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Friends, foes or both? Metro, Uber, Lyft in talks on late-night service

FILE- In this Jan. 31, 2018, file photo, a Lyft logo is installed on a Lyft driver's car next to an Uber sticker in Pittsburgh. (AP Photo/Gene J. Puskar, File)

WASHINGTON — Metro hopes to finalize agreements in coming months with ride-hailing companies such as Uber and Lyft for late-night transportation services rather than providing additional rail service hours, even as the agency tries to compete with the services at other times of the day and week.

Metro General Manager Paul Wiedefeld’s budget proposal assumes there will be some type of agreement with a company or companies such as Uber and Lyft by next summer to support late-night transportation service.

“We’re talking to them right now,” Wiedefeld said. “We’re working on something to try to get that to happen by July.”

Any late-night partnership though comes as Metro is actively fighting back against competition for riders from the ride-hailing services at times when the rail and bus system is running, including with new efforts to get more riders to use weekly and monthly passes.

“When a customer has a pass, which they’ve paid for, then it makes it much more seamless for them to jump on a bus or on the rail and use the pass rather than jump on the alternative …. Metro is competing with,” Chief Financial Officer Dennis Anosike said.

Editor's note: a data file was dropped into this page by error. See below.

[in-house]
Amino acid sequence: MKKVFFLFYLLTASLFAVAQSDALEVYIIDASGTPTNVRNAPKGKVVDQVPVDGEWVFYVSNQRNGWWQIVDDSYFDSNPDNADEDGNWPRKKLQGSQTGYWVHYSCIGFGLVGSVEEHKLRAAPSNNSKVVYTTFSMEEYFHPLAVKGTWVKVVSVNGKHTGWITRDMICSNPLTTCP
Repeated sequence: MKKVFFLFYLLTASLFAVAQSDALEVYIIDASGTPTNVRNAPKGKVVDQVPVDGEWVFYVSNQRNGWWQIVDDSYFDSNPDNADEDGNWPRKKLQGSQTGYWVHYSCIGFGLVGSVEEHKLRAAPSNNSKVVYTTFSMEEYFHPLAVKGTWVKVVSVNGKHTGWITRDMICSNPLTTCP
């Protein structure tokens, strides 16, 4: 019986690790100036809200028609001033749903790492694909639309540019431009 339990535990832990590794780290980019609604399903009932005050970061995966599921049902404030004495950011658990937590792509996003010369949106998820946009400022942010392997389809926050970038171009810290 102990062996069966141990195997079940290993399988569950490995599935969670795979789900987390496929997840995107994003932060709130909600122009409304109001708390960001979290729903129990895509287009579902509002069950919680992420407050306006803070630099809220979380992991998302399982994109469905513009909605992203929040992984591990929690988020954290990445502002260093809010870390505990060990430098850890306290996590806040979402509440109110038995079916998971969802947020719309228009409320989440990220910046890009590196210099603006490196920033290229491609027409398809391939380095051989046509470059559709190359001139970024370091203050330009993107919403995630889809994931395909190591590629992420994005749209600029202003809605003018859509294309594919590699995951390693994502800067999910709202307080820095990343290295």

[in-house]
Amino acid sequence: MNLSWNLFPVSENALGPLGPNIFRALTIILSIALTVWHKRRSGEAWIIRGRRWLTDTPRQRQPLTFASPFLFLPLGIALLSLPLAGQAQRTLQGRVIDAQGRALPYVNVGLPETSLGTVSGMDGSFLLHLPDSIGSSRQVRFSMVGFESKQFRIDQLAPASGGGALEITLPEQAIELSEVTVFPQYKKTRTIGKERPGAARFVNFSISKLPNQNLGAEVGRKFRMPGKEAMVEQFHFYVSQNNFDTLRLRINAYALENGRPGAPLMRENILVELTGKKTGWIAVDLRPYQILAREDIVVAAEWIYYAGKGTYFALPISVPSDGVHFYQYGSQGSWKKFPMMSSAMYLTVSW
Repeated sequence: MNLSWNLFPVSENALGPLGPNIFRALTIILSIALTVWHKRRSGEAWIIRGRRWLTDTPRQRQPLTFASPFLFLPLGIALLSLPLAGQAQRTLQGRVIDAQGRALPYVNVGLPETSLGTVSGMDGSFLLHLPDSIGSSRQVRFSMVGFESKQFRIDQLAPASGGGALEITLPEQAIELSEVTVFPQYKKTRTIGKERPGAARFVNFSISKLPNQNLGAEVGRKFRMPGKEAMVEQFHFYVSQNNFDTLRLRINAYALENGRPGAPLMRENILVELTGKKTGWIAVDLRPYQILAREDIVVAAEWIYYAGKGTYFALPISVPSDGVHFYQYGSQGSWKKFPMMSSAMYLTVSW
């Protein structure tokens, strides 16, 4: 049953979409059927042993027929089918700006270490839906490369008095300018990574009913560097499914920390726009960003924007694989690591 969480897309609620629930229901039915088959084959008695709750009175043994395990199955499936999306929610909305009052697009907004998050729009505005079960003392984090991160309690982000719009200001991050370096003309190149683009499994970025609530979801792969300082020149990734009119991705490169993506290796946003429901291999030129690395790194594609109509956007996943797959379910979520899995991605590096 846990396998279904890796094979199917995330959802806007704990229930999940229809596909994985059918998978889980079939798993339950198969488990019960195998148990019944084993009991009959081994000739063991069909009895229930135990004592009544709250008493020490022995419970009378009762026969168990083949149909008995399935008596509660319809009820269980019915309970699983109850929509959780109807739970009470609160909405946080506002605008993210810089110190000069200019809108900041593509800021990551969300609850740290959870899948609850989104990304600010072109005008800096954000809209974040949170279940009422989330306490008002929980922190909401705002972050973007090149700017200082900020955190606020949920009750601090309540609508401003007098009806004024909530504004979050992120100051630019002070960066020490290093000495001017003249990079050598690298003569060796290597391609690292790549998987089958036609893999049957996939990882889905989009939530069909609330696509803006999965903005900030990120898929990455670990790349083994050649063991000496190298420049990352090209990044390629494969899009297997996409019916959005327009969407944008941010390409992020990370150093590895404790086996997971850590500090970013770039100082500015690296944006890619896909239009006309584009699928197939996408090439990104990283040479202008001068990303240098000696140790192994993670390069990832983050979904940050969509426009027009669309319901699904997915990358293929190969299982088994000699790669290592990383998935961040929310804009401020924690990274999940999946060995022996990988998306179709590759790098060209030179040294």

The budget proposal also includes a flat $2 rail fare on weekends when ridership has cratered due to track work, and the ride-hailing companies “are doing phenomenally well against us,” Anosike said.

“The combined package is designed to unlock the full ecosystem of Metro’s bus and rail network. It’s also designed to enable WMATA to compete with ride-share services,” he said.

Metro is still reviewing potential changes to weekend track work that would lessen impacts on riders.

In the meantime, Wiedefeld cites other planned improvements over the next year or two, such as more eight car trains, a long-awaited return to automatic train operations that could happen in the next year, and a proposal to extend peak service as part of efforts to make riding Metro more useful.

“The better customer service, the better product you provide — generally that leads to success,” Wiedefeld said.

The agency is also planning to move back to automatic opening of doors soon when a train pulls into a station, removing the sometimes frustrating wait as train operators follow rules designed to ensure doors only open on the correct side of the train.

Beginning Jan. 1, Metro also plans to shave five minutes off its “Rush Hour Promise” to provide refunds to registered SmarTrip card users who are delayed 10 minutes or more at rush hour.

Metro Board Chair Jack Evans, also a D.C. Council member, wants local governments to agree to pay for more Metro service, including a return to late-night rail service. Extended hours are not a part of the current budget proposal.

“Uber and Lyft are still pretty expensive ….so, it’s still much more convenient, I think, and cheaper to ride on public transportation,” said Evans, who drove his black Chrysler the few blocks from the District’s Wilson Building to Metro headquarters for Thursday’s Metro Board meeting.


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